- Dick’s Sporting Goods lays off 478 PGA golf pros
- Senators: Cease-fire must allow Israel to defend against rockets, tunnels
- Sierra Leone doctor fighting Ebola catches disease
- Iraq welcomes Russian fighter jets, helicopter gunships into ISIL fight
- John McCain laments: Obama’s ‘self-pity … is really kind of sad’
- GOP offer to fix VA gives $10 billion in emergency funds
- Paul Ryan offers to repair U.S. economic safety net with a single grant stream
- Kim Jong-un builds bond with Putin: $250M Russia-backed addition to key port opens
- Pope Francis meets Meriam Ibrahim, a Sudanese woman sentenced to death
- Detroit porch shooting trial: Suspect says he didn’t know gun was loaded
Bristol Speedway unveils plan for Vols-Hokies game
Question of the Day
BRISTOL, TENN. (AP) - Tennessee and Virginia Tech will finally play a football game at Bristol Motor Speedway and expect to set a single-game football attendance record in what is being billed as the “Battle at Bristol.”
Track and officials from both universities formally announced the plans Monday amid confetti and fireworks during a festive news conference at the 52-year-old racetrack. The game is scheduled for Sept. 10, 2016.
Bristol Motor Speedway general manager and executive vice president Jerry Caldwell said seating capacity for the game would be in excess of 150,000. The track sits nearly halfway between the campuses of the two schools, off Interstate 81 in Tennessee.
The NCAA-recognized attendance record for college football of 115,109 was set last month at Michigan Stadium for Michigan-Notre Dame.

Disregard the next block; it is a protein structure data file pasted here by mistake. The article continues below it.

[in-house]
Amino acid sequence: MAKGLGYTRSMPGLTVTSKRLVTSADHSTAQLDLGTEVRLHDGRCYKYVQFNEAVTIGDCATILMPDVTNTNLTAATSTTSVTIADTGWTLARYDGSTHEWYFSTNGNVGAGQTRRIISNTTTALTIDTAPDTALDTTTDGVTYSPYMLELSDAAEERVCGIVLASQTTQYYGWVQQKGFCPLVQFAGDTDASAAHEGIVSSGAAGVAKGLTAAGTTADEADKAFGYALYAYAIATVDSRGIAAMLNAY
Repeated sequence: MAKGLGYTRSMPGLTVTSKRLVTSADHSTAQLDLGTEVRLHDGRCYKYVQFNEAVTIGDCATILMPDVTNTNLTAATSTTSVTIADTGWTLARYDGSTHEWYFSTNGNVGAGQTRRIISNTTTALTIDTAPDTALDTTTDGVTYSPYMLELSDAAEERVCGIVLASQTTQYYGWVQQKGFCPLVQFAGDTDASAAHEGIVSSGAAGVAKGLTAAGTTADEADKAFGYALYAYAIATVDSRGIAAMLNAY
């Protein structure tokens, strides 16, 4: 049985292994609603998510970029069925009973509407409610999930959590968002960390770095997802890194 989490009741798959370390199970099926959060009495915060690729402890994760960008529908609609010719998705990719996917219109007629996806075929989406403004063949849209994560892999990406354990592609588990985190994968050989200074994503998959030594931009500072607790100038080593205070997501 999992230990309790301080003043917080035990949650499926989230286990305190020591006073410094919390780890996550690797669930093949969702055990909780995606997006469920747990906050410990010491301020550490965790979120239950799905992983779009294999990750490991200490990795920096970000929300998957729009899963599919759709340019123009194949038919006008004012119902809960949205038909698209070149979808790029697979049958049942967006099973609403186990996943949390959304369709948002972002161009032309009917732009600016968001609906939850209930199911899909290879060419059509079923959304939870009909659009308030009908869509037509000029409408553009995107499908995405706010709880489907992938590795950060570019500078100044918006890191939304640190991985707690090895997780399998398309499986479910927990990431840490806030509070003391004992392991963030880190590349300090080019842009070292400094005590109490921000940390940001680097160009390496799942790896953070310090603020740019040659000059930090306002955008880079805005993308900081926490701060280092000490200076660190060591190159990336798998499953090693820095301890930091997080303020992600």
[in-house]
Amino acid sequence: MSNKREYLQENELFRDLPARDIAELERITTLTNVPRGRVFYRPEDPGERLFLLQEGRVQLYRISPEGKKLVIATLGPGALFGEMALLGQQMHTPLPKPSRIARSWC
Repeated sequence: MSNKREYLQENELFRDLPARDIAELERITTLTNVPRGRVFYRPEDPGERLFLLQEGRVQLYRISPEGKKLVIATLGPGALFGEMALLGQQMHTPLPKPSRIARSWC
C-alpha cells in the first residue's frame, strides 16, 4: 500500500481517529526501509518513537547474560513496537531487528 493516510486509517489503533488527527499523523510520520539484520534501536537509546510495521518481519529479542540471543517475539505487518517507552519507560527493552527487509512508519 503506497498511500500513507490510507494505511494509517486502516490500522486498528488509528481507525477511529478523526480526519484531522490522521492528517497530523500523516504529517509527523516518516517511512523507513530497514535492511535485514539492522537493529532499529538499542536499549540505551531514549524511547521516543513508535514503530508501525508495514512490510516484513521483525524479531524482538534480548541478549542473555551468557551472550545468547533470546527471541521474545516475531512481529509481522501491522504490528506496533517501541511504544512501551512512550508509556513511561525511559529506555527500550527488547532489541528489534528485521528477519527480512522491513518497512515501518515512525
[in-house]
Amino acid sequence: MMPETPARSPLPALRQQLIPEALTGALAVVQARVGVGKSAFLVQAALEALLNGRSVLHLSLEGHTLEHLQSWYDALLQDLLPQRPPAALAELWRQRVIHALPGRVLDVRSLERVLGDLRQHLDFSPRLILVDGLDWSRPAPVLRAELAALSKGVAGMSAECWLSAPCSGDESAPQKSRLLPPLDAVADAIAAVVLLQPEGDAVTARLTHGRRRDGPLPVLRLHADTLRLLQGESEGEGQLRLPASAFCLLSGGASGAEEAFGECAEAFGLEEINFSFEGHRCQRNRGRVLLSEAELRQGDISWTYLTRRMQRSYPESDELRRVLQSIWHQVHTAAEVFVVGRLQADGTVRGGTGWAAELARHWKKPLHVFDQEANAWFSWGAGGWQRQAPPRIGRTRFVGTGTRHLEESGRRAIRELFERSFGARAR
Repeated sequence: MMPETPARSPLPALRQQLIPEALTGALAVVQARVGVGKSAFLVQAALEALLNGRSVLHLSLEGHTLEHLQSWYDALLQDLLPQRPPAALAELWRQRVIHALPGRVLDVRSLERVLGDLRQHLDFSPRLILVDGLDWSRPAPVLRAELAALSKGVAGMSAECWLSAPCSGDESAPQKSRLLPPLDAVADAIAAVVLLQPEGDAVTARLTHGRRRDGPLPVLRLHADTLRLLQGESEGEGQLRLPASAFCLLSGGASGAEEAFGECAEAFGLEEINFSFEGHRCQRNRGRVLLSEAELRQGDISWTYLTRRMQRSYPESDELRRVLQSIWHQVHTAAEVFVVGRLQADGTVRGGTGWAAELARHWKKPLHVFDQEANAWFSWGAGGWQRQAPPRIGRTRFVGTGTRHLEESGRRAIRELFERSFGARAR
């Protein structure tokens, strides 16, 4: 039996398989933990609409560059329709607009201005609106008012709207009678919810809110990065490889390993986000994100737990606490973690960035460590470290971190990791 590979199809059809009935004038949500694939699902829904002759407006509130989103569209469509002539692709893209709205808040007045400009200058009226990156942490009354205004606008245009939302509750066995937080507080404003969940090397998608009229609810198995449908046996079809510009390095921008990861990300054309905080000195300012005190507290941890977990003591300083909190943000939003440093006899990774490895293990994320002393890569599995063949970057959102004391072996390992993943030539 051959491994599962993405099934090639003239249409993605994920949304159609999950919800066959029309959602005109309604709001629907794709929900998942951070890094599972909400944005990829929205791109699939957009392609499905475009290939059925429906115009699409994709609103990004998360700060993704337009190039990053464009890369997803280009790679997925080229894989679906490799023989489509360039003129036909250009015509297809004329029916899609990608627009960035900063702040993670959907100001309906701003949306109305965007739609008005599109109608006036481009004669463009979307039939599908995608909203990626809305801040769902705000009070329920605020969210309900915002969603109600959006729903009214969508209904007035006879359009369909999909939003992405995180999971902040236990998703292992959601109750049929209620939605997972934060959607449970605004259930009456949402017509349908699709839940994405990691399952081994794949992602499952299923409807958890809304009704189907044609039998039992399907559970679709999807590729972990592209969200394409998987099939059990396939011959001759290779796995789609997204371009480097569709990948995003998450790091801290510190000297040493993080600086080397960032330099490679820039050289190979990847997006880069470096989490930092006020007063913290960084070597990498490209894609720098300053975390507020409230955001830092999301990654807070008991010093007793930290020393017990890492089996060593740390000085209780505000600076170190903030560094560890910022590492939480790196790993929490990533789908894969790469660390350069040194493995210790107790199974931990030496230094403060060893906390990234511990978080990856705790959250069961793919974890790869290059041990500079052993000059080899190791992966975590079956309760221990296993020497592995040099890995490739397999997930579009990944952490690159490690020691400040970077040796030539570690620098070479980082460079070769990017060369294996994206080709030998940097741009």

Bristol’s proximity to both campuses made this event a rumored possibility since the 1990s. Weaver remembers discussing it with former Volunteers athletic directors Doug Dickey and Mike Hamilton.
“It’s a chance and opportunity to be part of something extremely special that will live with you for a lifetime,” said Tennessee coach Butch Jones, who was grand marshal of the Food City 500 at the Bristol speedway in March.
Virginia Tech coach Frank Beamer drove on the Bristol speedway as part of a charity celebrity race in 2009 and remembers sitting in the Bristol bleachers watching races as a high school student.
“Next to Lane Stadium, this is my favorite sports venue, I promise you,” Beamer said.
The game was announced amid great fanfare, though a scheduling conflict prevented BMS track owner and president Bruton Smith from attending. Beamer, Weaver, Jones, Hart and track officials sat on a giant stage on the racetrack’s infield. Virginia Gov. Bob McDonnell and Tennessee Gov. Bill Haslam offered videotaped messages.
“We want to make this a huge, huge deal,” Smith had told The Associated Press. “Our goal is to set a world record for the largest attended football game in the world.”
To the left of the stage, numbers and yard markers were painted on the infield to create an asphalt football field, complete with artificial turf end zones featuring the Tennessee checkerboard on one side and Virginia Tech lettering on the other end. To the right were race cars in Virginia Tech and Tennessee school colors bearing the number ‘16.
“If you have an opportunity to play in a venue that’s going to set the all-time record for football at every level _ the largest crowd potentially to ever witness a football game _ well, you can talk about that for the rest of your life,” Hart said.
The subsidies are a hit with patients who don't exist
- Hamas rejects Kerry's call for cease-fire; Fears grow others could join fight against Israel
- 'We're coming for you, Barack Obama': Top U.S. official discloses threat from ISIL terrorists
- Algerian plane diverted due to storms, second aircraft: 116 missing
- Obama's empty tough-talk: Gun prosecutions plummet on his watch
- House panel OKs resolution to sue president for Obamacare delays
- Conservative groups decry Democrats' 'war on women' tactic
- Obama says public not familiar enough with issues
- Evidence shows Russia firing artillery into Ukraine: Pentagon
- Astronaut shares 'saddest photo' from space: Bombs bursting over Israel, Gaza
- Doctor, 2 others shot at Pennsylvania hospital: reports
Obama's biggest White House 'fails'
Celebrities turned politicians
Athletes turned actors
20 gadgets that changed the world
Fighting in Iraq